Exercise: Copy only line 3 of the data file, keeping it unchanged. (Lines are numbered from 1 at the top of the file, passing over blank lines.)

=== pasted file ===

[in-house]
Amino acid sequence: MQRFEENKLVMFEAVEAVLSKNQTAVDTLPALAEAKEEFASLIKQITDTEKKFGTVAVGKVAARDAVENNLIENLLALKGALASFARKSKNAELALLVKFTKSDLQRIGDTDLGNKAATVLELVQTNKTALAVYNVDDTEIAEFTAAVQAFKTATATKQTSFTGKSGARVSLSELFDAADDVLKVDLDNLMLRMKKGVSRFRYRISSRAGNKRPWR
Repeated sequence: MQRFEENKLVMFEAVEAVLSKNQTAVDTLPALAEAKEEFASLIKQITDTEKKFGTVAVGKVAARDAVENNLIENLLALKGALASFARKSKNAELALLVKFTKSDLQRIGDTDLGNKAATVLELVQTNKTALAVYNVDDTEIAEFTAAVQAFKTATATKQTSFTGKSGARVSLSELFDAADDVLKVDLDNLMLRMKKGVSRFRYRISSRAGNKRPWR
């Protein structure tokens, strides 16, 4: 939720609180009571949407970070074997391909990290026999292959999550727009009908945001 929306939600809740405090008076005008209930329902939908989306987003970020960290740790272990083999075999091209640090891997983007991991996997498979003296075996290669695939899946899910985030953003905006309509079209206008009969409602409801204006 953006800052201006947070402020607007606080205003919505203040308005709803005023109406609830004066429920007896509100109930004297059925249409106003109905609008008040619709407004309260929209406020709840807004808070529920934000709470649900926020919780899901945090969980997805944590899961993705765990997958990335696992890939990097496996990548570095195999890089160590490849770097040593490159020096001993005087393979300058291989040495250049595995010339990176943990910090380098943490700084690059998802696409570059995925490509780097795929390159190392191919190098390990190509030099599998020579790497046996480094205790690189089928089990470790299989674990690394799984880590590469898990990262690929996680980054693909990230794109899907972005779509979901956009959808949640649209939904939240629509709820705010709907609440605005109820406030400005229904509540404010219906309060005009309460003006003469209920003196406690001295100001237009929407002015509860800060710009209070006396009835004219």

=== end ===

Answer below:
Repeated sequence: MQRFEENKLVMFEAVEAVLSKNQTAVDTLPALAEAKEEFASLIKQITDTEKKFGTVAVGKVAARDAVENNLIENLLALKGALASFARKSKNAELALLVKFTKSDLQRIGDTDLGNKAATVLELVQTNKTALAVYNVDDTEIAEFTAAVQAFKTATATKQTSFTGKSGARVSLSELFDAADDVLKVDLDNLMLRMKKGVSRFRYRISSRAGNKRPWR